On Friday, the presidential hopeful was speaking at Furman University in Greenville, South Carolina. In the wake of Thursday's tragic mass shooting at Umpqua Community College in Oregon, the conversation was focused on gun control and senseless acts of violence.
At one point, he was asked if prayers would be more effective if they were allowed in school before an attack like this happens instead of after.
That prompted him to say that the government shouldn't spring into action after tragedies like this because "stuff happens." No, you didn't read that wrong.
Take a look at his full response (below):
"It's been a difficult time in our country, and I don't think more government is necessarily the answer to this. I think we need to reconnect ourselves with everybody else. It's just, it's very sad to see, but I resist this notion and I did — I had this challenge as governor — we had, look, stuff happens. There's always a crisis and the impulse is always to do something, and it's not necessarily the right thing to do."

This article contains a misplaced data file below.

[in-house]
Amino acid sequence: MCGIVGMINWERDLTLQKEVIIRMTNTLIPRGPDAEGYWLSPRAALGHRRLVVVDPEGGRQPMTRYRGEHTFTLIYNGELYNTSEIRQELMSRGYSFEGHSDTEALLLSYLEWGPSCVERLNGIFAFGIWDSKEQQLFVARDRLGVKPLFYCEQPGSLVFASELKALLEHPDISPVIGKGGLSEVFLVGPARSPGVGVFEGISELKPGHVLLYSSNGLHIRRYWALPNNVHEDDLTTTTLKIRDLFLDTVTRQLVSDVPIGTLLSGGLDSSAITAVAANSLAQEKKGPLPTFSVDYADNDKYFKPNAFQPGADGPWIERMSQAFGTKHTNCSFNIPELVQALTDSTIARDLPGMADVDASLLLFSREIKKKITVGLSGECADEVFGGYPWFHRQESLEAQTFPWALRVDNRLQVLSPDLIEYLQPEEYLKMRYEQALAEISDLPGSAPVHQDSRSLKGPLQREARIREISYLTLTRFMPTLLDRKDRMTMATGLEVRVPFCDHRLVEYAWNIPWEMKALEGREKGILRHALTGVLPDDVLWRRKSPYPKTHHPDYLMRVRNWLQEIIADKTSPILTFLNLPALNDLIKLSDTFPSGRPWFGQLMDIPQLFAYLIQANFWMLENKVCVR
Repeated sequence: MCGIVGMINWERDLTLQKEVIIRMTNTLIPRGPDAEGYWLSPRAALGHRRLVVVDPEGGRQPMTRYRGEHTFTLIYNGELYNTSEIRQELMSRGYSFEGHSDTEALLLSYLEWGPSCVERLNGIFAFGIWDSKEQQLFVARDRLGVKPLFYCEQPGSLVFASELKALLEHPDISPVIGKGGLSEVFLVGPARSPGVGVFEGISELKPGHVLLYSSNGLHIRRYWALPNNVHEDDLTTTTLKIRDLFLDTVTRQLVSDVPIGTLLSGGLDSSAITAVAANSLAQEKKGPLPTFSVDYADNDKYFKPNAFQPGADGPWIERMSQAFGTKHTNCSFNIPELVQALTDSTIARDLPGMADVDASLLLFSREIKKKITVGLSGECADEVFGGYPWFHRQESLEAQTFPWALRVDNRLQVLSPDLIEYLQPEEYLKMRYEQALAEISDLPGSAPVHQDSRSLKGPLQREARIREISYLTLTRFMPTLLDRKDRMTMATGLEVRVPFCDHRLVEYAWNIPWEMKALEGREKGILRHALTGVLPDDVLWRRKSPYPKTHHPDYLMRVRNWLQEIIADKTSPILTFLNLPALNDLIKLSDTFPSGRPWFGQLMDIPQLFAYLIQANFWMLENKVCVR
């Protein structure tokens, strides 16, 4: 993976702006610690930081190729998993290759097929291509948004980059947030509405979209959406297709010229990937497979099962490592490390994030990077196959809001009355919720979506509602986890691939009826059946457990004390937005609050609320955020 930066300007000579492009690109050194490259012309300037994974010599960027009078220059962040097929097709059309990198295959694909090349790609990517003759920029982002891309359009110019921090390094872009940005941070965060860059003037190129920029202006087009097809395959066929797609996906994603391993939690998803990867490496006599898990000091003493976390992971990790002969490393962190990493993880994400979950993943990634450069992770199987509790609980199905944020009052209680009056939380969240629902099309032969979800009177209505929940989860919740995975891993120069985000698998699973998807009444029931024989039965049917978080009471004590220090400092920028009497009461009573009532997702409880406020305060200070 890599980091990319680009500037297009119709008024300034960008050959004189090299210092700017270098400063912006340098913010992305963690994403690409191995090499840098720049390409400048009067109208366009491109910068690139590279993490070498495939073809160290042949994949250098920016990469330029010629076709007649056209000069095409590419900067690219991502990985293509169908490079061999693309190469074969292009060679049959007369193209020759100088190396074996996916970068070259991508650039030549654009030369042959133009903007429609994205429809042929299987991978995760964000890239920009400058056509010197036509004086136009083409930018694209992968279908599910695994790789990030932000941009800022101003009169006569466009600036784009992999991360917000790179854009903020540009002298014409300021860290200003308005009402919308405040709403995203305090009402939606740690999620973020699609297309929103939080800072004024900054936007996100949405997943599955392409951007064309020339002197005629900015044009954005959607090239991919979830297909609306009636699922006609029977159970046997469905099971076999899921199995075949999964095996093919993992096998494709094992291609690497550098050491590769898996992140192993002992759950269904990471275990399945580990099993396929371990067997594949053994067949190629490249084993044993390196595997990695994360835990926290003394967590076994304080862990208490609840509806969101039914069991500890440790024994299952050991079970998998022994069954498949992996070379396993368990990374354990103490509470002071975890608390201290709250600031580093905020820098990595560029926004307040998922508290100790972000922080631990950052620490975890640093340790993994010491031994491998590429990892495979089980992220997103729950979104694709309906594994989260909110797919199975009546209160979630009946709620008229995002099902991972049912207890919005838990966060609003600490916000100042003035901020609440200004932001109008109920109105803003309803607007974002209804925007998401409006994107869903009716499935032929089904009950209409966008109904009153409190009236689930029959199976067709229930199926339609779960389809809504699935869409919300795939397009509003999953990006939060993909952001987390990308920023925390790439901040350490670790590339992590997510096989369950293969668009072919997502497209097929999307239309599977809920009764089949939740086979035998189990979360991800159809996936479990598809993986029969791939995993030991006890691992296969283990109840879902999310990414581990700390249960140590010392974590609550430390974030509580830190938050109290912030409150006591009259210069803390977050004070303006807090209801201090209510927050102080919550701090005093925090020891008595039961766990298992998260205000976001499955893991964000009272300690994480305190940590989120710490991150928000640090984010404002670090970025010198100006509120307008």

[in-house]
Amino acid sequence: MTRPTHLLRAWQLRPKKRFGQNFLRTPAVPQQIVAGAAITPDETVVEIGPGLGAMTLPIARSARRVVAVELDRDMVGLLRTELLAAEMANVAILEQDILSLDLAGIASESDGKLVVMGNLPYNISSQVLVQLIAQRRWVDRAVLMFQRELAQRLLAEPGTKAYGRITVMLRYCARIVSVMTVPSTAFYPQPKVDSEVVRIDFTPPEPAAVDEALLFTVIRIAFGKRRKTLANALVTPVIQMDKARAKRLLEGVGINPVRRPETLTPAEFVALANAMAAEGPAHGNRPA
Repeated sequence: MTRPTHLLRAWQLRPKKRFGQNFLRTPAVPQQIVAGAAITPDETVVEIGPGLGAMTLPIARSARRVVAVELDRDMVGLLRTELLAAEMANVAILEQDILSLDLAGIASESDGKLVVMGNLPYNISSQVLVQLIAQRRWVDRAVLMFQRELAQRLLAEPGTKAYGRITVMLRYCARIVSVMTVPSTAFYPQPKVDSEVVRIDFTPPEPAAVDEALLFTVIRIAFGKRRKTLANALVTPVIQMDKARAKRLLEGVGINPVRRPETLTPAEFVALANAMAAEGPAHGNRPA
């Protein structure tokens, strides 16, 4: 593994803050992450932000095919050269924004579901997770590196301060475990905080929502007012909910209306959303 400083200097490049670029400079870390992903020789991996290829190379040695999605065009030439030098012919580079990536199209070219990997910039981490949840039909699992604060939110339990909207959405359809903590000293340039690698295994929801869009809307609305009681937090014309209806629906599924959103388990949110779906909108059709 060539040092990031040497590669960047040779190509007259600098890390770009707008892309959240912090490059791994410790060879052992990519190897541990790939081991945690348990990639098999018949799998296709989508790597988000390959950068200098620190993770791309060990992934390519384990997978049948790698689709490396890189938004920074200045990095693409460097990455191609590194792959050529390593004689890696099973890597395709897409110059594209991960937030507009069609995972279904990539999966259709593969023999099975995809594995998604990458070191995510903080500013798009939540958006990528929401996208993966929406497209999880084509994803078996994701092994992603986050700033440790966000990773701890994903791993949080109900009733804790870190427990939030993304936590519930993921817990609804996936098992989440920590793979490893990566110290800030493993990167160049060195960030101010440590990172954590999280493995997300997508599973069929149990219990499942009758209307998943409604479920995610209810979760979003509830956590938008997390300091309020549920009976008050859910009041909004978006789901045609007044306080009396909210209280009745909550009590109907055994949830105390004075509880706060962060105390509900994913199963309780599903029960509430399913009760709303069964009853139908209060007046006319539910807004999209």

The 62-year-old also explained that he felt we don't need new gun regulations in place, saying:
"Whenever you see a tragedy take place, the impulse in the political system most, more, more often at the federal level — but also at the state level — is to do something, right. And what we end up doing lots of times is we create rules on the 99.999 percent of human activity that had nothing to do with the tragedy that forced the conversation, by doing something. And we're taking people's rights away each time we do that. And we're not necessarily focusing on the real challenge."
When he was done speaking, one reporter went up to him to make sure that he wasn't taking his earlier statement out of context, and asked if what he said was a mistake.
The Republican contender responded:
"No, it wasn't a mistake. I said exactly what I said. Explain to me what I said wrong."
The reporter clarified:
"You said, 'Stuff happens.'"
To which Jeb said:
"Things happen all the time. 'Things,' is that better?"
It's pretty obvious that the potential President doesn't realize he just significantly trivialized a mass shooting. And if you're concerned that these remarks were taken out of context, ch-ch-check out the clips of his comments (below):